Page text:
I am sorry to break with tradition and write something a little more serious than my usual light-hearted stories, but something has been really bothering me of late and I feel I have to get it off my chest. The world is in the midst of the worst refugee crisis in a generation and yet there is little acknowledgement and even less political will to do anything about it. According to the UN, there are currently 4,000,000 Syrian refugees. Count the zeros. That is four million, almost twice the population of Vancouver are on the move and trying desperately to get into countries like Germany, France and England, but nobody seems to want them. Hungary is building a fence to keep them out and German neo-Nazis are attacking refugee camps. They are being treated like cattle, dying in cargo ships or in the back of refrigeration trucks. Where’s the outcry?
As an ESL instructor I have the great privilege of being able to meet people from around the world. Many of these countries are in the midst of civil wars and our image of their people is largely shaped by what we see on the news, how they’re portrayed in movies or what our politicians tell us. I can happily report that perceptions about people change dramatically when you actually meet them. I have had students from places like Afghanistan, Somalia and Iraq and they have all been very nice and appreciate their lives in Canada. Unfortunately, I have never had anyone from Syria in any of my classes but I hope I do some day, because this is what I know about Syrians.
About ten years ago, and long before my ESL career, I was up late looking for a new vacation spot. I was researching the Lonely Planet webpage and I thought, just for fun, I should search countries where I would not want to go, countries where nobody would want to go. First on my list: Syria. Who would want to go to Syria? I thought. I typed it in the search window and the first line of the introduction said something like this: “Syrians have a well-deserved reputation of being the world’s friendliest people.” My jaw dropped. Really? The world’s friendliest people; where did that leave Canadians? As I read on I came to the realization that I really wanted to go to Syria, if not for the incredible ancient ruins, then just to meet these mythical “friendliest people in the world.”
A year later, a friend of mine was going to Jordan for a vacation and I convinced her to spend some time Syria, based on what I read about the place. She agreed and spent about a week in Syria, then reported back to me on her return. She said it was hard to judge if Syrians were the friendliest, but that she would easily put them in her top 5, and her travel resume was far more extensive than mine. She said Syria was definitely worth visiting, that Syrians truly valued showing off their country, its history and they were incredibly generous. Syrians were known to invite tourists into their homes for dinner and to meet their families. I couldn’t imagine anyone in Canada doing this, so maybe there was something to this reputation. Now it’s these same friendly people who need our help, so what is Canada doing? Canada has always had an open door policy to immigrants and refugees, and between 1891 and 1914, it’s estimated that over 200,000 Ukrainians came to Canada, my ancestors among them, but it seems that times have changed.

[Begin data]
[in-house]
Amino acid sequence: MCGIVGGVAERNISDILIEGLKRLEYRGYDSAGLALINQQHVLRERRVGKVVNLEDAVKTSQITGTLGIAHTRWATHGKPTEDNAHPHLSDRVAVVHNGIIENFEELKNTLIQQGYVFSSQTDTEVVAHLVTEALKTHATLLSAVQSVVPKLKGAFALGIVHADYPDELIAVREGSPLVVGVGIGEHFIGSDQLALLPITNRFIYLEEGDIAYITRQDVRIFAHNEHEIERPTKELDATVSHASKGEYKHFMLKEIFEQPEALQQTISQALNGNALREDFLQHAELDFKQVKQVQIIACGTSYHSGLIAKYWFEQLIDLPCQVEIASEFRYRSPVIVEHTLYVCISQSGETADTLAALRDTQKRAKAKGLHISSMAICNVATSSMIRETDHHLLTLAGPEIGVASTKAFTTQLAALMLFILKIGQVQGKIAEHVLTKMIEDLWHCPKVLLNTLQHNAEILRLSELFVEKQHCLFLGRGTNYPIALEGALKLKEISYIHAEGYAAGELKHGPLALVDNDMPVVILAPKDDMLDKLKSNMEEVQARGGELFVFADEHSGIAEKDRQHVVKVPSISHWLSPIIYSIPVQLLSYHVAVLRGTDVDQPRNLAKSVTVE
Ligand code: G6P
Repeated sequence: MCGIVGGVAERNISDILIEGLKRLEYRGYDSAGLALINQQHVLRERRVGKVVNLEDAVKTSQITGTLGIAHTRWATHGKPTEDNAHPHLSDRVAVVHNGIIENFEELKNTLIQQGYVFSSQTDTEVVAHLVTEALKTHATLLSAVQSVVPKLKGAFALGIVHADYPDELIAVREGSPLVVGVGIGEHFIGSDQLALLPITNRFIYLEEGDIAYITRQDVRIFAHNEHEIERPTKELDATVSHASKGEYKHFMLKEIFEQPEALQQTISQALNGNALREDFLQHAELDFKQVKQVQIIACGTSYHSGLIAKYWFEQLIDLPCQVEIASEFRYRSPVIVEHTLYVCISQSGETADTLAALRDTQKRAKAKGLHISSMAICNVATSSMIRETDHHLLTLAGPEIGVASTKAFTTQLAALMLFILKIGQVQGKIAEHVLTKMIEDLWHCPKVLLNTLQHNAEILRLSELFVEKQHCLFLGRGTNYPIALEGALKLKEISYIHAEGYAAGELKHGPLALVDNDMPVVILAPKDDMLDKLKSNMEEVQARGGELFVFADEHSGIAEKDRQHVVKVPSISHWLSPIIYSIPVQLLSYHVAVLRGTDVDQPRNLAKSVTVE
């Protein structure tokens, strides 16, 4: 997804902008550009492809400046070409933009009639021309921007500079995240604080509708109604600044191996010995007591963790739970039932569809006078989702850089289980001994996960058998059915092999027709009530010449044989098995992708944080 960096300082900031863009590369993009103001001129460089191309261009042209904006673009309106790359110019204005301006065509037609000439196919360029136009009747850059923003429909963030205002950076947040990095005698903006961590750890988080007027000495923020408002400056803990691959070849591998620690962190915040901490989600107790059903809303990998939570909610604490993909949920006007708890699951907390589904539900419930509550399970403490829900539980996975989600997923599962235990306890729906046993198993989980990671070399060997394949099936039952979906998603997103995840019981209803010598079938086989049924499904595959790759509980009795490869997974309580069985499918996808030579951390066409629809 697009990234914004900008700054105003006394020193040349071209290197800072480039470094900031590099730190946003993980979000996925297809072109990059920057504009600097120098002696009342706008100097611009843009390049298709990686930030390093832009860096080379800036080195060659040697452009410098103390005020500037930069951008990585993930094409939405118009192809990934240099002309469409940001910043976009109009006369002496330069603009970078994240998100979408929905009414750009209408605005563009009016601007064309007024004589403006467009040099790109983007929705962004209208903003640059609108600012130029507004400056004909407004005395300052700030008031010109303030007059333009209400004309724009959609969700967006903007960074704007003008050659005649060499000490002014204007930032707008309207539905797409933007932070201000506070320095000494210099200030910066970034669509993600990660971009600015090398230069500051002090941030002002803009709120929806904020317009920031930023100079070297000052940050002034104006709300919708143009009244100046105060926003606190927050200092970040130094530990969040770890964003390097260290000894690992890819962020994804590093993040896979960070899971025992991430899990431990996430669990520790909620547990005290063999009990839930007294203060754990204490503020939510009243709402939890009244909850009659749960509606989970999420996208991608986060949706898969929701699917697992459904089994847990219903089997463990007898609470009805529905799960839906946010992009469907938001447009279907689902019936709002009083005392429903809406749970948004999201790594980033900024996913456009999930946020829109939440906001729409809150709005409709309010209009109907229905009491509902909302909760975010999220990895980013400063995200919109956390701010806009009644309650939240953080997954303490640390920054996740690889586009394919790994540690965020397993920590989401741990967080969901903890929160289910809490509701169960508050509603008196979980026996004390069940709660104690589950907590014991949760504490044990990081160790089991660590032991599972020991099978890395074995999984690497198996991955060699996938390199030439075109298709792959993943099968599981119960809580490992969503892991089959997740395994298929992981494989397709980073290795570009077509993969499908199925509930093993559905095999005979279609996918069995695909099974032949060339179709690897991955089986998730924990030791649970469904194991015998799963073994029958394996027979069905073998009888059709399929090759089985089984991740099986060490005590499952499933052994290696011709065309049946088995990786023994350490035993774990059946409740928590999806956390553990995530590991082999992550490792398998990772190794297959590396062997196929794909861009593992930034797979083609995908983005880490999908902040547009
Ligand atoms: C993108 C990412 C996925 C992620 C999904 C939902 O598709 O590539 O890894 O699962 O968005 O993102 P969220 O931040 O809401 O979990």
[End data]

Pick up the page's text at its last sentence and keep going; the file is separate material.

Back in 2013, Canada pledged to take in 1300 Syrian refugees or .03%. Wow, I thought, this is pathetic, but it gets worse. That 1300 number wasn’t reached until 2015, so we’re talking about 650 refugees per year out of 4,000,000. Remember, it’s six zeros. In January the Government committed to take in another 10,000 by the end of 2017 so a slightly more respectable .25% of refugees, but this is where things get really bizarre. Our Government has told the International community that Canada is only willing to take in religious “minorities” from Syria, which means the 87% of Syrians who are Muslim are not invited. Just this morning I heard a Syrian representative on the radio say that bombs don’t discriminate, so why should Canada. Who can argue with this, but it shows once again how far Canada’s government has fallen from its once lofty perch as peacekeeper and global conscience. This is also not the Canada that I remember. My Canada does not discriminate.
Fortunately wherever I’ve traveled, people still view Canadians as nice, friendly people. I worry that this is in jeopardy because of the decisions made in Ottawa. We are in the middle of an election, so I’m asking anyone who reads this column to make Syrian refugees a priority. Tell your candidates that Canada needs Syrian refugees, because there are a few people in Ottawa who have forgotten the true meaning of “friendly.”